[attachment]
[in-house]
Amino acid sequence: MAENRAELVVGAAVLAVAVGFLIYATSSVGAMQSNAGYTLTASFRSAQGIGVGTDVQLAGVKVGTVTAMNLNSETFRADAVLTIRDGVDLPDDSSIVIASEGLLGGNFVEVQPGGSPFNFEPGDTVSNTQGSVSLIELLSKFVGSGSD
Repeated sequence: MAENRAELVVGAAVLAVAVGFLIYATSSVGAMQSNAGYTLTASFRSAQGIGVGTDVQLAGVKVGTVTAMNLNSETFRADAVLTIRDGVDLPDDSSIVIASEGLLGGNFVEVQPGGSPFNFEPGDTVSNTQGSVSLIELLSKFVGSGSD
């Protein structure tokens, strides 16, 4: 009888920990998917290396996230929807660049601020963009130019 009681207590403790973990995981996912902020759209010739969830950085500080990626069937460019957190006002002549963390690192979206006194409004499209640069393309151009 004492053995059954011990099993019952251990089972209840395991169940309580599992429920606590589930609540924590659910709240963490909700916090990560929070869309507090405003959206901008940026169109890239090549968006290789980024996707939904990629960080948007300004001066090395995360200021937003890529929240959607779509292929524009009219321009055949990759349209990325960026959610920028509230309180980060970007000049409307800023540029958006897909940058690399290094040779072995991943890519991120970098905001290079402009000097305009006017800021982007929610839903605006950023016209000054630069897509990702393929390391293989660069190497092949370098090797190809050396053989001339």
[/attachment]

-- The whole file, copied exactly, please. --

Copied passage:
[in-house]
Amino acid sequence: MAENRAELVVGAAVLAVAVGFLIYATSSVGAMQSNAGYTLTASFRSAQGIGVGTDVQLAGVKVGTVTAMNLNSETFRADAVLTIRDGVDLPDDSSIVIASEGLLGGNFVEVQPGGSPFNFEPGDTVSNTQGSVSLIELLSKFVGSGSD
Repeated sequence: MAENRAELVVGAAVLAVAVGFLIYATSSVGAMQSNAGYTLTASFRSAQGIGVGTDVQLAGVKVGTVTAMNLNSETFRADAVLTIRDGVDLPDDSSIVIASEGLLGGNFVEVQPGGSPFNFEPGDTVSNTQGSVSLIELLSKFVGSGSD
């Protein structure tokens, strides 16, 4: 009888920990998917290396996230929807660049601020963009130019 009681207590403790973990995981996912902020759209010739969830950085500080990626069937460019957190006002002549963390690192979206006194409004499209640069393309151009 004492053995059954011990099993019952251990089972209840395991169940309580599992429920606590589930609540924590659910709240963490909700916090990560929070869309507090405003959206901008940026169109890239090549968006290789980024996707939904990629960080948007300004001066090395995360200021937003890529929240959607779509292929524009009219321009055949990759349209990325960026959610920028509230309180980060970007000049409307800023540029958006897909940058690399290094040779072995991943890519991120970098905001290079402009000097305009006017800021982007929610839903605006950023016209000054630069897509990702393929390391293989660069190497092949370098090797190809050396053989001339």